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The diminutive dinosaur Troodon was about 6 feet tall and weighed about 110 pounds. It was a predator with sharp, serrated teeth, but it was only big enough to eat small creatures, like lizards and early mammals. Like Velociraptor, Troodon moved around on its hind legs only, using its forelegs to hold prey.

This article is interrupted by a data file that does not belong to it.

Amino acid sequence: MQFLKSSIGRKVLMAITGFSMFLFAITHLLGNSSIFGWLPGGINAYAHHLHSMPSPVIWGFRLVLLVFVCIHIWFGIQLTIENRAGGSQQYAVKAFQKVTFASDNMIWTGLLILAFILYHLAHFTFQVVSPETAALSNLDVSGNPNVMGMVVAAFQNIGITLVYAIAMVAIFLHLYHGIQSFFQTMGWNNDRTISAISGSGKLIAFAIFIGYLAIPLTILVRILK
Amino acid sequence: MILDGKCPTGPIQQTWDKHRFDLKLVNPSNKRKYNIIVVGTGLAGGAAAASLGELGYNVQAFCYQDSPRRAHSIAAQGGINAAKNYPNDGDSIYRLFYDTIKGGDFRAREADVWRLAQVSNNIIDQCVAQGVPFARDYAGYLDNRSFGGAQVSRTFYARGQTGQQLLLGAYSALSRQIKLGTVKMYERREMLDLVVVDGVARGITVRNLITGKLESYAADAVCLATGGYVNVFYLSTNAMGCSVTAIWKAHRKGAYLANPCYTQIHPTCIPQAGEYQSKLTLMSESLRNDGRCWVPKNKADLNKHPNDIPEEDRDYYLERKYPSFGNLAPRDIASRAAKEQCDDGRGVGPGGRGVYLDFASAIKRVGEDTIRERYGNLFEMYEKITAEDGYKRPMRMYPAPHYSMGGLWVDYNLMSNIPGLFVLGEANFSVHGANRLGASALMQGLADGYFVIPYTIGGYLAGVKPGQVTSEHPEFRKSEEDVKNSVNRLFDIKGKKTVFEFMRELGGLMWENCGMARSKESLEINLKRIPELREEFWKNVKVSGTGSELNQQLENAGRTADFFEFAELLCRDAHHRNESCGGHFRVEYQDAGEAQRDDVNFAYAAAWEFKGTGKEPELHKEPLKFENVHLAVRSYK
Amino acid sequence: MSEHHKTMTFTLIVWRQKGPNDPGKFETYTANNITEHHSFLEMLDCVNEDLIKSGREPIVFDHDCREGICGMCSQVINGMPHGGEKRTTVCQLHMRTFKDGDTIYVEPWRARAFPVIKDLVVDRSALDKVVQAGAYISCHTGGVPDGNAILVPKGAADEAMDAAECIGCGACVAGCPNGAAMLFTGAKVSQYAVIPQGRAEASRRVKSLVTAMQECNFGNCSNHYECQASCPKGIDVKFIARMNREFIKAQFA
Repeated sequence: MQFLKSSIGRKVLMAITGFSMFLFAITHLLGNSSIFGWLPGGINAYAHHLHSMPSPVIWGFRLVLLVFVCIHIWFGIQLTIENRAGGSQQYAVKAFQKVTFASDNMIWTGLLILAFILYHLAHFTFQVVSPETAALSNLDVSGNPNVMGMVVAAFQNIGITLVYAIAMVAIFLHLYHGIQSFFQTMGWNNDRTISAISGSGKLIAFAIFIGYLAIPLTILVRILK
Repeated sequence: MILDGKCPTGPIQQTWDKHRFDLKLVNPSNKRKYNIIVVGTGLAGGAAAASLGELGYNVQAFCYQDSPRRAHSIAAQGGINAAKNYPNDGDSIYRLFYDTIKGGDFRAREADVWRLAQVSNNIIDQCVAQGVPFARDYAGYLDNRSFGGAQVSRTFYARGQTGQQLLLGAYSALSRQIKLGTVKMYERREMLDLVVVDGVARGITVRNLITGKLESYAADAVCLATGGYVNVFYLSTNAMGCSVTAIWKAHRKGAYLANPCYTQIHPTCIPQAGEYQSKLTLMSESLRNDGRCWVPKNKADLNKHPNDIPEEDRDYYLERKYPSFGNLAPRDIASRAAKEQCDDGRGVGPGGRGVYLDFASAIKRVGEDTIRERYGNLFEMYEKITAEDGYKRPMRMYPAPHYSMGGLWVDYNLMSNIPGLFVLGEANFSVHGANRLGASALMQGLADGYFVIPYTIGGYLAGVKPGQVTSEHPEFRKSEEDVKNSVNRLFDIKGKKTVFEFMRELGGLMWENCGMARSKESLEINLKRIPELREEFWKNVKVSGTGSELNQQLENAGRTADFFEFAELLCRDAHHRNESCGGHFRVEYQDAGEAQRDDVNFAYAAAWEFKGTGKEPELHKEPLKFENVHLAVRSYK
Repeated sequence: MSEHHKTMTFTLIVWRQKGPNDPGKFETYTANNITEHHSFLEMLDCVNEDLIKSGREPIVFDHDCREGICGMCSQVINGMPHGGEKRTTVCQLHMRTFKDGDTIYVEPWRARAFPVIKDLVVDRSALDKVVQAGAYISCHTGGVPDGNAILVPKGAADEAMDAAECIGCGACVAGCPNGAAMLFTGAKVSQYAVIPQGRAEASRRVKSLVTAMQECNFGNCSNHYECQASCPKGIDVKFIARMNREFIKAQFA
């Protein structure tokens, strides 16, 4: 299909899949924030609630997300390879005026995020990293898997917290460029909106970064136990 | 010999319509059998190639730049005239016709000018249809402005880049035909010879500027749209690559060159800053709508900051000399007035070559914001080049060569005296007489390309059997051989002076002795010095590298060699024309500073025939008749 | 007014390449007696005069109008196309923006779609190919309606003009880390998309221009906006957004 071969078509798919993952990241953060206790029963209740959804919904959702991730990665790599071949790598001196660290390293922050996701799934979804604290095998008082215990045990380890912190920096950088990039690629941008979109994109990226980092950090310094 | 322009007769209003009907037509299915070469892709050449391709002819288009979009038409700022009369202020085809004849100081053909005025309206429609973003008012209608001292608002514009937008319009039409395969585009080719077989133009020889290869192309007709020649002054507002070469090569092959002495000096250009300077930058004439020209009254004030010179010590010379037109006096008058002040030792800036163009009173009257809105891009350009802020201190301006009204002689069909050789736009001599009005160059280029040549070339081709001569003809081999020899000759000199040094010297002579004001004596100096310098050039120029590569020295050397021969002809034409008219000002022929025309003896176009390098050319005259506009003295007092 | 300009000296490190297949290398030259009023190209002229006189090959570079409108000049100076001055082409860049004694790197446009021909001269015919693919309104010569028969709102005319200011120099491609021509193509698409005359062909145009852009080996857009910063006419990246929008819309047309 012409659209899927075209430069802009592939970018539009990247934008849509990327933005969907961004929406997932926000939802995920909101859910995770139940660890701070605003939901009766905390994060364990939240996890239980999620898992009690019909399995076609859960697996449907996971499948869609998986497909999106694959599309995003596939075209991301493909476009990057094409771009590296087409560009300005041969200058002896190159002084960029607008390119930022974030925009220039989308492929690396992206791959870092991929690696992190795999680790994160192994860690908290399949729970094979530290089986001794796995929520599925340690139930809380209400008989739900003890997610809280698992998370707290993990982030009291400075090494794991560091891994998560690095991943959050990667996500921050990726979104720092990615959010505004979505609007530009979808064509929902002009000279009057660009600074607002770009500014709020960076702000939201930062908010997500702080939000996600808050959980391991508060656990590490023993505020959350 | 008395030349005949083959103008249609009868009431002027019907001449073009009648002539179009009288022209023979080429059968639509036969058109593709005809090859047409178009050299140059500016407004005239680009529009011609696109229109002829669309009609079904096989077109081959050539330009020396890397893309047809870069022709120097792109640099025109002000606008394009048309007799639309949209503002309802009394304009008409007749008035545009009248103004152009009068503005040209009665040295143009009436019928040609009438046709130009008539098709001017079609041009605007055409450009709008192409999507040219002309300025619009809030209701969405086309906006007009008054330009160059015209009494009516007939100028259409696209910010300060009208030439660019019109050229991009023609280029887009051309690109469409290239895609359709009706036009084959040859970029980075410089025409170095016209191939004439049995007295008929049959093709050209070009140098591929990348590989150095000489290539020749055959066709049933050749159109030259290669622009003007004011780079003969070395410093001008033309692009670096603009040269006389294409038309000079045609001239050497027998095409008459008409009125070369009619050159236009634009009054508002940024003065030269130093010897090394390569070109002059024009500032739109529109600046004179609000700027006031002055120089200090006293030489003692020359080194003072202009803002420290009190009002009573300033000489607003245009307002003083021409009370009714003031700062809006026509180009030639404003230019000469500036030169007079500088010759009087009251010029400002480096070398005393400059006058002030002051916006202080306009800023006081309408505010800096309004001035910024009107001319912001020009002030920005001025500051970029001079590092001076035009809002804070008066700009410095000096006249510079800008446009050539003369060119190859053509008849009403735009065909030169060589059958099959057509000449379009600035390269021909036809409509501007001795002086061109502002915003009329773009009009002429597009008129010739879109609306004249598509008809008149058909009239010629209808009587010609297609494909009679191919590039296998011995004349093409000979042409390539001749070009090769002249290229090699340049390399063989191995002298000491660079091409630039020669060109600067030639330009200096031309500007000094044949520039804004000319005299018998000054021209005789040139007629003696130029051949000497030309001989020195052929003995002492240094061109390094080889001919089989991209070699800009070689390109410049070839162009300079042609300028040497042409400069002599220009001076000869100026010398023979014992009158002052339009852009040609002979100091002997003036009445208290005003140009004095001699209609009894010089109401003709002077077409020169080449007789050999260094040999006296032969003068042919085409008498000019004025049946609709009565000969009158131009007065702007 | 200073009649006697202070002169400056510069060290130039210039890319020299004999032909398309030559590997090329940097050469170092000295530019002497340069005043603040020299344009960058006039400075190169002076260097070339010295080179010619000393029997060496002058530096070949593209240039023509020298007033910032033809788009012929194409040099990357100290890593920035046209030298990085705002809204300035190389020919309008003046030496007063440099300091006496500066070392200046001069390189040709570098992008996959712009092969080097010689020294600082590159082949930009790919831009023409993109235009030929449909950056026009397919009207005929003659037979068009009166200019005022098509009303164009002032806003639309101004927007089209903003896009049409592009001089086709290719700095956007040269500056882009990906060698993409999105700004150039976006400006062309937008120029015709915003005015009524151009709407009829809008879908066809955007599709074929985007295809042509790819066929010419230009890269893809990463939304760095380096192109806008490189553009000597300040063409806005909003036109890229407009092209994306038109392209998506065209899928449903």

Troodon was about the size of a man. Like a man, the size of its brain was fairly big when compared to the size of the rest of its body. This means Troodon may have been one of the most intelligent dinosaurs to have lived. According to fossils of its skull, Troodon probably had good eyesight, which may have allowed it to hunt at night. Its eyes were also close enough together on the front of its head to allow it to have binocular vision, which would have given it the depth perception needed to be a more efficient hunter. Both of Troodon’s three-toed back feet sported a large claw that it held off the ground as it ran. This claw, combined with Troodon’s agility, was probably a formidable weapon. This dinosaur’s hands gave it an advantage, too. Its thumbs were partly opposable, giving it the ability to grasp objects. Some fossils show Troodon adults sitting on or near clutches of eggs, suggesting that they brooded their eggs the way today’s birds do. According to the fossil evidence, these dinosaurs probably lay and incubated eggs one or two at a time, also similar to today’s birds. Another similarity is that Troodon was descended from feathered dinosaurs, although there’s not a lot of conclusive evidence to prove whether it possessed them as well. Finally, Troodon could fold its arms the way birds fold their wings. Because of all these similarities, some paleontologists see Troodon as an evolutionary link between theropods and modern birds.